January 25, 2009 Special Dispatch No. 2125

Lebanon Restricts Activity of Syrian Oppositionists

January 25, 2009
Syria, Lebanon | Special Dispatch No. 2125

Following the announcement of the establishment of diplomatic relations between Lebanon and Syria, the Lebanese authorities have reportedly agreed to restrict the activity of Syrian oppositionists operating in the country.

According to the Lebanese daily Al-Akhbar, Syria has asked Lebanon to monitor and restrict the oppositionists' activity as a confidence-building measure and as part of the new era in Lebanon-Syria relations. The paper reports that, in compliance with this request, the Lebanese security apparatuses have required Syrian oppositionists to either desist from activity against the Syrian regime or leave the country. The oppositionists have been warned that if they remain in Lebanon and continue their activity, the security apparatuses may not be able to protect them from Syria's allies in Lebanon. [1]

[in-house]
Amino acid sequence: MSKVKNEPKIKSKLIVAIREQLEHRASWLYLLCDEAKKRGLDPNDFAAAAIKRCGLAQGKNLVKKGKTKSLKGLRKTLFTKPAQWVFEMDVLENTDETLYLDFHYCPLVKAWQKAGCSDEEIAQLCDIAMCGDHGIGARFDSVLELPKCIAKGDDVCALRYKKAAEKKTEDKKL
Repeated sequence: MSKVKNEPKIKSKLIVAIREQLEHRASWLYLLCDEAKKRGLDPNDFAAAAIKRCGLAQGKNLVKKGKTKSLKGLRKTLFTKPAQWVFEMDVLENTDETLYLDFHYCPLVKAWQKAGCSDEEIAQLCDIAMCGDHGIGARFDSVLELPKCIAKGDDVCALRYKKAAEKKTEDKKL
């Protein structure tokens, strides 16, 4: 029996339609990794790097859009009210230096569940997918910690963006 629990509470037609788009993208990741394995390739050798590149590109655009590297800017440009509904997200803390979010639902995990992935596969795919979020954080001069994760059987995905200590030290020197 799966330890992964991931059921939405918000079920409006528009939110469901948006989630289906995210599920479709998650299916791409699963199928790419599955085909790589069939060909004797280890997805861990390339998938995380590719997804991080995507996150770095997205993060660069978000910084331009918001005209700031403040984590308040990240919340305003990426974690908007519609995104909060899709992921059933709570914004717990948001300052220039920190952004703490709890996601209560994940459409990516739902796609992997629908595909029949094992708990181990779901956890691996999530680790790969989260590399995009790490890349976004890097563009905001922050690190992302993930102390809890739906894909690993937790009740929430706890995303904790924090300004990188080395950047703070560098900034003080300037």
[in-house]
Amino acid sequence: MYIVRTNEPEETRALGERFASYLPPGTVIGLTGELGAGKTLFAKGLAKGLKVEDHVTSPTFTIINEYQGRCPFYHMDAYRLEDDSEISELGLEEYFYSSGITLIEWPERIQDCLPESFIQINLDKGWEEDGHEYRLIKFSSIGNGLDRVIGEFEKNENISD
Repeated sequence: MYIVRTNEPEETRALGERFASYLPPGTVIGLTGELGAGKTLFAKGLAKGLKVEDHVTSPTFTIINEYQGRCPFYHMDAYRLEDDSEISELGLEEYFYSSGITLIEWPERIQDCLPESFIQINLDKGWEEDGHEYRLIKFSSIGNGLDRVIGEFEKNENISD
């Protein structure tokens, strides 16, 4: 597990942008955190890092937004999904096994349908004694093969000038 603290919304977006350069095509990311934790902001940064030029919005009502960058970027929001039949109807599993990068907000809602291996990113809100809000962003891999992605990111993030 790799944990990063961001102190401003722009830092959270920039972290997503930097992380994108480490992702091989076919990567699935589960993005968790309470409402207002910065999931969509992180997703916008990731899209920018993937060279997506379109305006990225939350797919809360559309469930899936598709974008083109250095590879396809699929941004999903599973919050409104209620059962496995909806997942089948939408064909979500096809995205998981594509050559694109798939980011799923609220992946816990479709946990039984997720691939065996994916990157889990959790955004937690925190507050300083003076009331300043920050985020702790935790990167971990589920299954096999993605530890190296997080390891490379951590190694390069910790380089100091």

The Lebanese daily Al-Safir reported, citing an official Lebanese source,thatLebanon has assured Syria that measures will be taken against the oppositionists - "the [same] measures used against any group attempting to harm an Arab country, as mandated by the agreements and [mutual] commitments [that exist] among the Arab states." [2]

A reflection of the oppositionists' plight is the recent decision by Syrian oppositionist Mamoun Al-Homsi, a former Syrian MP, to leave Lebanon for Washington, D.C. Al-Homsi explained that he was forced to flee Lebanon, where he had resided for two years, after discovering that the Syrian security apparatuses planned to have him assassinated. [3]

The following are excerpts from a statement published by Al-Homsi and from an article by Syrian oppositionist Jihad Saleh, who lives in Lebanon, about the situation of Syrian oppositionists in the country.

Al-Homsi: I Survived a Plot by the Syrian Forces of Darkness